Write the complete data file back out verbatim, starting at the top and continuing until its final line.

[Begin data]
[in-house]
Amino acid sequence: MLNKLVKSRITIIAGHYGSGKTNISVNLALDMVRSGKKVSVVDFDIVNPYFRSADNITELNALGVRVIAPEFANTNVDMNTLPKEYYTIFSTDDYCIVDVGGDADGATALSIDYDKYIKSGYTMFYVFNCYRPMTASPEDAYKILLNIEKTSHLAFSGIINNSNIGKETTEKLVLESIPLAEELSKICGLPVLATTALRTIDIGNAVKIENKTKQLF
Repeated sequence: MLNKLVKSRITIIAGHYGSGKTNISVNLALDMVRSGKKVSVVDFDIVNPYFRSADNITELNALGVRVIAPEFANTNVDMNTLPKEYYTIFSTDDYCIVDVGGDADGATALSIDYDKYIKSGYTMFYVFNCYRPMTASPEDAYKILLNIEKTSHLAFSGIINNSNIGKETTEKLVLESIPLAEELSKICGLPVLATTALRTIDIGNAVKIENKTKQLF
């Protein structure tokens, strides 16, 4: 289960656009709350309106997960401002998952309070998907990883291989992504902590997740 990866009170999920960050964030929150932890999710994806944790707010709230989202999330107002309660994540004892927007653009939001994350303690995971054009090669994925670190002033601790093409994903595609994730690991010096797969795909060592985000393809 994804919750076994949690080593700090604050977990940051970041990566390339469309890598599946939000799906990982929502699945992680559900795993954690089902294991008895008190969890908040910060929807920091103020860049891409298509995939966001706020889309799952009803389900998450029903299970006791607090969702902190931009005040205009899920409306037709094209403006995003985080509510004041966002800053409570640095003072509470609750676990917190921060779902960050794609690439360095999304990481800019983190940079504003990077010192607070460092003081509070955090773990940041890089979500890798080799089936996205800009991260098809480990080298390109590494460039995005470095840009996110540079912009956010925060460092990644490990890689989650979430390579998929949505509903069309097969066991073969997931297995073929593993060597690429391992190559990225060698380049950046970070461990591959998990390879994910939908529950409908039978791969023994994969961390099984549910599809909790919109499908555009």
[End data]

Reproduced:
[in-house]
Amino acid sequence: MLNKLVKSRITIIAGHYGSGKTNISVNLALDMVRSGKKVSVVDFDIVNPYFRSADNITELNALGVRVIAPEFANTNVDMNTLPKEYYTIFSTDDYCIVDVGGDADGATALSIDYDKYIKSGYTMFYVFNCYRPMTASPEDAYKILLNIEKTSHLAFSGIINNSNIGKETTEKLVLESIPLAEELSKICGLPVLATTALRTIDIGNAVKIENKTKQLF
Repeated sequence: MLNKLVKSRITIIAGHYGSGKTNISVNLALDMVRSGKKVSVVDFDIVNPYFRSADNITELNALGVRVIAPEFANTNVDMNTLPKEYYTIFSTDDYCIVDVGGDADGATALSIDYDKYIKSGYTMFYVFNCYRPMTASPEDAYKILLNIEKTSHLAFSGIINNSNIGKETTEKLVLESIPLAEELSKICGLPVLATTALRTIDIGNAVKIENKTKQLF
């Protein structure tokens, strides 16, 4: 289960656009709350309106997960401002998952309070998907990883291989992504902590997740 990866009170999920960050964030929150932890999710994806944790707010709230989202999330107002309660994540004892927007653009939001994350303690995971054009090669994925670190002033601790093409994903595609994730690991010096797969795909060592985000393809 994804919750076994949690080593700090604050977990940051970041990566390339469309890598599946939000799906990982929502699945992680559900795993954690089902294991008895008190969890908040910060929807920091103020860049891409298509995939966001706020889309799952009803389900998450029903299970006791607090969702902190931009005040205009899920409306037709094209403006995003985080509510004041966002800053409570640095003072509470609750676990917190921060779902960050794609690439360095999304990481800019983190940079504003990077010192607070460092003081509070955090773990940041890089979500890798080799089936996205800009991260098809480990080298390109590494460039995005470095840009996110540079912009956010925060460092990644490990890689989650979430390579998929949505509903069309097969066991073969997931297995073929593993060597690429391992190559990225060698380049950046970070461990591959998990390879994910939908529950409908039978791969023994994969961390099984549910599809909790919109499908555009």